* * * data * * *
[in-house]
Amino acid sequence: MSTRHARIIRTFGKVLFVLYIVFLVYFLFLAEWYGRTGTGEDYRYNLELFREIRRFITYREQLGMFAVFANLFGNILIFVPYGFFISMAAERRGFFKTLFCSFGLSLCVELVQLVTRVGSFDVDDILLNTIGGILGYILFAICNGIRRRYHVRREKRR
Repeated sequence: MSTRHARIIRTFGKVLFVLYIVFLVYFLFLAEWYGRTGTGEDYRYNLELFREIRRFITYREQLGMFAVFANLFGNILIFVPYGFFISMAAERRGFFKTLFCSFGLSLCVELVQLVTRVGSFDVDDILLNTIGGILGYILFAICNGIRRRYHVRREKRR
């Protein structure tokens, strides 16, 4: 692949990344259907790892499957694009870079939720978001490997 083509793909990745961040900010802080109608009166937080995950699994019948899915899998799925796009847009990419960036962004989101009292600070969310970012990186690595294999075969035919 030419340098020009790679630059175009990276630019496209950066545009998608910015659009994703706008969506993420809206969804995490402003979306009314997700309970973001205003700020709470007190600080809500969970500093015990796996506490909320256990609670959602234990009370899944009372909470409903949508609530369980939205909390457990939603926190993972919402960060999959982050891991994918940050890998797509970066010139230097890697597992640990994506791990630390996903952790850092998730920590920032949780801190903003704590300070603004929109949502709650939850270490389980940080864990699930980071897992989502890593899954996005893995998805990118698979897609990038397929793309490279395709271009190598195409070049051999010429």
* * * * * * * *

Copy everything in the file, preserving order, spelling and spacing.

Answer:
[in-house]
Amino acid sequence: MSTRHARIIRTFGKVLFVLYIVFLVYFLFLAEWYGRTGTGEDYRYNLELFREIRRFITYREQLGMFAVFANLFGNILIFVPYGFFISMAAERRGFFKTLFCSFGLSLCVELVQLVTRVGSFDVDDILLNTIGGILGYILFAICNGIRRRYHVRREKRR
Repeated sequence: MSTRHARIIRTFGKVLFVLYIVFLVYFLFLAEWYGRTGTGEDYRYNLELFREIRRFITYREQLGMFAVFANLFGNILIFVPYGFFISMAAERRGFFKTLFCSFGLSLCVELVQLVTRVGSFDVDDILLNTIGGILGYILFAICNGIRRRYHVRREKRR
């Protein structure tokens, strides 16, 4: 692949990344259907790892499957694009870079939720978001490997 083509793909990745961040900010802080109608009166937080995950699994019948899915899998799925796009847009990419960036962004989101009292600070969310970012990186690595294999075969035919 030419340098020009790679630059175009990276630019496209950066545009998608910015659009994703706008969506993420809206969804995490402003979306009314997700309970973001205003700020709470007190600080809500969970500093015990796996506490909320256990609670959602234990009370899944009372909470409903949508609530369980939205909390457990939603926190993972919402960060999959982050891991994918940050890998797509970066010139230097890697597992640990994506791990630390996903952790850092998730920590920032949780801190903003704590300070603004929109949502709650939850270490389980940080864990699930980071897992989502890593899954996005893995998805990118698979897609990038397929793309490279395709271009190598195409070049051999010429």